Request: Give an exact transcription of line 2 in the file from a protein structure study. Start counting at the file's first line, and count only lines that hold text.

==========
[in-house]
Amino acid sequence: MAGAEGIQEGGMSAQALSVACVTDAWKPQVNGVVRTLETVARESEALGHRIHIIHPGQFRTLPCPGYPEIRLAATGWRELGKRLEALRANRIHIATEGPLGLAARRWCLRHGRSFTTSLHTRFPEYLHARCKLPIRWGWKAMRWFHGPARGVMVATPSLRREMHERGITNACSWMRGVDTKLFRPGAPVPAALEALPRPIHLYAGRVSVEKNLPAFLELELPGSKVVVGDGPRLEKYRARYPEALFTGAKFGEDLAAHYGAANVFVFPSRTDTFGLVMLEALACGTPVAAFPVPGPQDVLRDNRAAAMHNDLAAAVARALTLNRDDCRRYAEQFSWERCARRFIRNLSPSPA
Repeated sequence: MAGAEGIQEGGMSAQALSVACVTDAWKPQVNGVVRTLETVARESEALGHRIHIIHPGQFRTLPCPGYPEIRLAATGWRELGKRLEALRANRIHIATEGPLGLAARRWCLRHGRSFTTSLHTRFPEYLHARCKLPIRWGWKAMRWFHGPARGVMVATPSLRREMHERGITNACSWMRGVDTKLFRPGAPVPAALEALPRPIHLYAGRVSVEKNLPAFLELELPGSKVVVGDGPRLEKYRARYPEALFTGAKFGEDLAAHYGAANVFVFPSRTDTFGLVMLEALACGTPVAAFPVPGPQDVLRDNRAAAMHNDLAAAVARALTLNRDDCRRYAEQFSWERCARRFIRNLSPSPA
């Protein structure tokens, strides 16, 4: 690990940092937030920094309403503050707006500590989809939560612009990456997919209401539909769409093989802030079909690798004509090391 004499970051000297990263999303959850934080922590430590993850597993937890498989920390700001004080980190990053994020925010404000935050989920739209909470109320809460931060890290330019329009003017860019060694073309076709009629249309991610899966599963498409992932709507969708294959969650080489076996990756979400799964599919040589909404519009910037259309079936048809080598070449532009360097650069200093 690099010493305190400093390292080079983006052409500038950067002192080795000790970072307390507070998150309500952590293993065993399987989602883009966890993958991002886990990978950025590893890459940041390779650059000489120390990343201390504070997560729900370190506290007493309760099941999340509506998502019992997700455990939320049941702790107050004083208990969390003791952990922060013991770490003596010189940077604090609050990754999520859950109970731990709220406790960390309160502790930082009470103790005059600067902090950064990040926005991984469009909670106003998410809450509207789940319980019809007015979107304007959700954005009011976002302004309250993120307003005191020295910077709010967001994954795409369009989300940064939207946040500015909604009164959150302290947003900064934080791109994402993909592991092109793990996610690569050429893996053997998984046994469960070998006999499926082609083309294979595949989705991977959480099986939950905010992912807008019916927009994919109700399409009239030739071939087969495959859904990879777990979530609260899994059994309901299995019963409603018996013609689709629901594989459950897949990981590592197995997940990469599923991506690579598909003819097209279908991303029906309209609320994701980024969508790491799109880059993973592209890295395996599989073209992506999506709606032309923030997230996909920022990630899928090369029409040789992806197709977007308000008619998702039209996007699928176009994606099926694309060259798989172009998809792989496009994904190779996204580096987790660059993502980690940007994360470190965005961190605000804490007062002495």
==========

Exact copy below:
Amino acid sequence: MAGAEGIQEGGMSAQALSVACVTDAWKPQVNGVVRTLETVARESEALGHRIHIIHPGQFRTLPCPGYPEIRLAATGWRELGKRLEALRANRIHIATEGPLGLAARRWCLRHGRSFTTSLHTRFPEYLHARCKLPIRWGWKAMRWFHGPARGVMVATPSLRREMHERGITNACSWMRGVDTKLFRPGAPVPAALEALPRPIHLYAGRVSVEKNLPAFLELELPGSKVVVGDGPRLEKYRARYPEALFTGAKFGEDLAAHYGAANVFVFPSRTDTFGLVMLEALACGTPVAAFPVPGPQDVLRDNRAAAMHNDLAAAVARALTLNRDDCRRYAEQFSWERCARRFIRNLSPSPA